First-ever turboprop engine made with 3D parts completes maiden flight

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There is a saying that goes something like “if it ain’t broke don’t fix it”. Although generally a statement to live, this phrase could sometimes lead to stagnation and hamper the development of new technologies.

Take turboprop engines, for example. Essentially turbine engines that turn propellers, these powertrains have been around since the late 1930s and, before the advent of other means of propulsion for airplanes, were the heart of flying machines. They are still there, in large numbers, but their overall conception has not changed much. In Europe, for example, no new turboprop engine has been manufactured for more than half a century.

In 2015, GE Aviation started working on something called the Catalyst, a turboprop that on the last day of September 2021 finally changed all that. The Catalyst’s first test flight lasted an hour and forty minutes. A Beechcraft King Air equipped with it took off and landed at Berlin Airport after flying over the city sky.

Catalyst is an engine that “Has undergone the most extensive certification testing ever for a turboprop in the business and general aviation segment. “ Before flying attached to the Beechcraft King Air, it underwent more than 2,600 hours of operation during ground tests.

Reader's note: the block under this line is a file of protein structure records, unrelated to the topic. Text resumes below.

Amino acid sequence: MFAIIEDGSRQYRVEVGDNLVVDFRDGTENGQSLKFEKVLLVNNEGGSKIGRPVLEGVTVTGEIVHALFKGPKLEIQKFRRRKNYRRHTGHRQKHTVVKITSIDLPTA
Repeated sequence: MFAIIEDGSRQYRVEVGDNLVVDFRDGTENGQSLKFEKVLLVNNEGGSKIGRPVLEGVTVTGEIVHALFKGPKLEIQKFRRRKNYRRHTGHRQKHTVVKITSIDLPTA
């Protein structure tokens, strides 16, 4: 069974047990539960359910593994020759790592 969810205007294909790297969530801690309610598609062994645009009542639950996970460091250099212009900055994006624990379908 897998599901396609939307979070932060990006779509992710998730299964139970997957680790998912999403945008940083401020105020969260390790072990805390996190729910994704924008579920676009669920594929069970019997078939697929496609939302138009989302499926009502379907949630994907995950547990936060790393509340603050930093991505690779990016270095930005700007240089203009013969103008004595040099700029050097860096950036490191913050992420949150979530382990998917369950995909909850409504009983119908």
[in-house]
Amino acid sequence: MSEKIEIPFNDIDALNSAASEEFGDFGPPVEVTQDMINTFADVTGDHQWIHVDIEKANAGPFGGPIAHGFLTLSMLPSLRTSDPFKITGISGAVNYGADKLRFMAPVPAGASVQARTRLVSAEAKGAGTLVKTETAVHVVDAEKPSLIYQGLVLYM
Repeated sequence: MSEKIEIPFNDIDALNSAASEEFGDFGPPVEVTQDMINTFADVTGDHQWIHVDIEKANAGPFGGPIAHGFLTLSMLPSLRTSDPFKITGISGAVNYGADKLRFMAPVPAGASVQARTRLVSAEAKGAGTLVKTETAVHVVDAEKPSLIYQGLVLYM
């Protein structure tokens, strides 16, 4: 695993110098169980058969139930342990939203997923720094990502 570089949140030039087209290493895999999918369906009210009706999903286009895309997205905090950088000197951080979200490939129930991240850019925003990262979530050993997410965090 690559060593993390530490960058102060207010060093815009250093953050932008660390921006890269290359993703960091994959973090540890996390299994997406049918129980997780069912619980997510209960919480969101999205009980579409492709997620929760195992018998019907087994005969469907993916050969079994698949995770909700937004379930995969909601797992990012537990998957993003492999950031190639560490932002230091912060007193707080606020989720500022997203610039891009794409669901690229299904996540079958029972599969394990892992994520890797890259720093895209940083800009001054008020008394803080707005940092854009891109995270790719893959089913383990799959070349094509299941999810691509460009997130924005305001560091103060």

The unit can develop between 850 and 1,600 horsepower and is controlled by a Full Authority Digital Engine Control (FADEC) system which should make the entire operating experience very jet-like. Fuel consumption is expected to be 20% lower than existing powertrains and provide 10% more cruising power than competitors in the same class.

Perhaps more important than being the first new turboprop design in 50 years is the fact that this engine is the first of its kind to ever be assembled with 3D printed components.

GE Aviation doesn’t say when the technology should be ready to deploy, but we do know the first customer for it: Textron Aviation, who will use it for the Beechcraft Denali single-engine aircraft.


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